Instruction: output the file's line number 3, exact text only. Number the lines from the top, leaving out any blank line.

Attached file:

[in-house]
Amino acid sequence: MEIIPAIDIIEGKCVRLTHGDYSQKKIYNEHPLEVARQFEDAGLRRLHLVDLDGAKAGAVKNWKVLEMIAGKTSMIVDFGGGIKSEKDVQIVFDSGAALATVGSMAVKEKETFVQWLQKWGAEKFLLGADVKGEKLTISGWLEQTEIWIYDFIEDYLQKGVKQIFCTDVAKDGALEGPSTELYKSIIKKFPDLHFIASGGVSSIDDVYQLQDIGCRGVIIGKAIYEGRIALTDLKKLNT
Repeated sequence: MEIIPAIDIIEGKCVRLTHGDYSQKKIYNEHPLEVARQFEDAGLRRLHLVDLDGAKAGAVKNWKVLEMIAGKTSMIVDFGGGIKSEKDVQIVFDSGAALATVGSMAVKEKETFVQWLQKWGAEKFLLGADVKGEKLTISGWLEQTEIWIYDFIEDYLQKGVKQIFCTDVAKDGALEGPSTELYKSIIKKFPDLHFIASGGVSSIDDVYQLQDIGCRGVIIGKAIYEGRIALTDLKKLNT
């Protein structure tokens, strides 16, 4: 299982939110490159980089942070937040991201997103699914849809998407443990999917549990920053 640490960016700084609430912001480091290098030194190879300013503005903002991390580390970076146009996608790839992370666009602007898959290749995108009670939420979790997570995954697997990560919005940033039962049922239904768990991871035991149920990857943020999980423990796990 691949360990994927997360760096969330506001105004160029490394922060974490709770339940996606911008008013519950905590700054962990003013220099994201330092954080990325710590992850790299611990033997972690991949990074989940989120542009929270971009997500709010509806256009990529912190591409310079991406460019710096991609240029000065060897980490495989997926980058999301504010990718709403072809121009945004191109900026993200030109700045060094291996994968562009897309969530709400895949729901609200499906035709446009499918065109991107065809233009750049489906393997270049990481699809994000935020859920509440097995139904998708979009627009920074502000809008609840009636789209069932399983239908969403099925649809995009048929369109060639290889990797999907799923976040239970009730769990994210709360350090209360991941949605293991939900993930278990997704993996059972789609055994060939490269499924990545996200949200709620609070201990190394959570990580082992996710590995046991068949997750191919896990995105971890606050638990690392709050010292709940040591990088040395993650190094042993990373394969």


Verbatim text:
Repeated sequence: MEIIPAIDIIEGKCVRLTHGDYSQKKIYNEHPLEVARQFEDAGLRRLHLVDLDGAKAGAVKNWKVLEMIAGKTSMIVDFGGGIKSEKDVQIVFDSGAALATVGSMAVKEKETFVQWLQKWGAEKFLLGADVKGEKLTISGWLEQTEIWIYDFIEDYLQKGVKQIFCTDVAKDGALEGPSTELYKSIIKKFPDLHFIASGGVSSIDDVYQLQDIGCRGVIIGKAIYEGRIALTDLKKLNT